ACC Legend: Lucius Sanford of Georgia Tech


Nov. 21, 2011

By Rob Daniels, Special to theACC.com

Independence sounds like a great concept. A hunger for it created this country.

In the modern world of college football, however, it's often scary and impractical. Lucius Sanford figured this out decades ago, which is why his office door is always open these days.

Georgia Tech's ACC Legend for 2011 is among those who played at his institution before it joined the conference, but he foresaw membership up close, and he helps current Yellow Jackets navigate their various responsibilities as Tech's director of student life.

"It's about helping them understand there's light at the end of the tunnel," Sanford said. "Sometimes, the demands of the daily life of an athlete can get you bogged down. Sometimes, you need someone to be there."

If you go it alone, do so at your own peril.

Sanford has been a presence in and around Georgia Tech since he arrived as a linebacker for coach Pepper Rodgers in 1974. He made an immediate impact in his first preseason practices but didn't really know if he'd be a fixture in the Jacket defense from the start. The Jackets were opening with defending national champion Notre Dame, the No. 2 team in the land at the start of 1974.

Rodgers started a senior that day but quickly went to his impressive freshman, telling him simply to trust himself. Sanford went in as a reserve and left 14 tackles later.

"The thing I got from that one game was that once you get the first hit, you have a little success and you read your keys, football is football," he said. "In playing against the national championship team from the year before, I knew I could play."

Sanford proved it over that and the next three seasons, leading the Yellow Jackets in tackles in 1975, '76 and '77. His record of 124 stops as a freshman remains a Tech record. His four-year figure of 433 is still fourth in the program's history.

As a result, he was named a team captain as a senior. And because of that, he was one of only three students selected for an athletics department advisory panel. This was 1977-78, and the institute was trying to plan its long-term future. Once a member of the SEC, Tech left that league for football independence after the 1963 season and could see the landscape changing.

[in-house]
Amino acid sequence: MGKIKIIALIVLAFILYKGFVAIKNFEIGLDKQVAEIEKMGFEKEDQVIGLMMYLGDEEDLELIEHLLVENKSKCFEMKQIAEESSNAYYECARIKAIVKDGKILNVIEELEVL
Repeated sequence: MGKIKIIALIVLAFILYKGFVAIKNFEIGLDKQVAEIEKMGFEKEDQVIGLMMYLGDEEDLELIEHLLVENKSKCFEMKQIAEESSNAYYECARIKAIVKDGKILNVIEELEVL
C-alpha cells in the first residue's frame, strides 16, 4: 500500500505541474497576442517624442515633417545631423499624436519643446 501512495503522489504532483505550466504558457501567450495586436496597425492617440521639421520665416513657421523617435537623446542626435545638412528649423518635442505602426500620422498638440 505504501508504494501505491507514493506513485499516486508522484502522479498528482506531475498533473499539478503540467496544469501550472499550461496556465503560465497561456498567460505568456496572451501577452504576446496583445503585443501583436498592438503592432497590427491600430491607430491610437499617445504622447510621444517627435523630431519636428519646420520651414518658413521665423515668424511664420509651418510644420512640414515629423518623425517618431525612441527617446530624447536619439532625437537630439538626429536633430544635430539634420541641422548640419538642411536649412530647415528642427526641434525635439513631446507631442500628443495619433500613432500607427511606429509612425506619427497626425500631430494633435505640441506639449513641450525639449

"I got to be a part of the meetings when they were talking about what conferences they should consider," Sanford said. "Should it be the ACC? Should it be the SEC? The answer was the ACC because of its academic standards. That's one of those things Georgia Tech does not want to lose: its mystique as an institution. It's not a football school. It's not a basketball school. It's an academic institution."

In its first decade of football membership, Tech won a national title in football and made a Final Four in men's basketball. It's fair to say that everything has worked out quite nicely.

Sanford became a fourth-round NFL draft pick who enjoyed a 10-year career marked by consistency of effort and performance. From 1978-81, he started 63 straight games for the Buffalo Bills. He remains fourth in games played by a Bills linebacker.

He made an early impact in the NFL, just as he had done at Tech, blocking two field goals in the same game in his rookie season.

Upon retirement from football, Sanford spent nine years in the financial services industry before feeling a call to return to his alma mater. In 1998, he accepted a position helping student-athletes in life skills; career planning and job interviewing; and community service.

On any given afternoon, dozens of Tech athletes will pop into Sanford's office in search of a sounding board or professional counselor. Only the start of practice stops the flow.

"It's not a free ride," he said. "That's a misnomer. There's no such thing as a free ride. When coaches recruit you, the expectation of performance is imminent. And in terms of going out and succeeding, that's what it's all about. You work for every penny of your scholarship."

And it's OK to form a partnership or two along the way.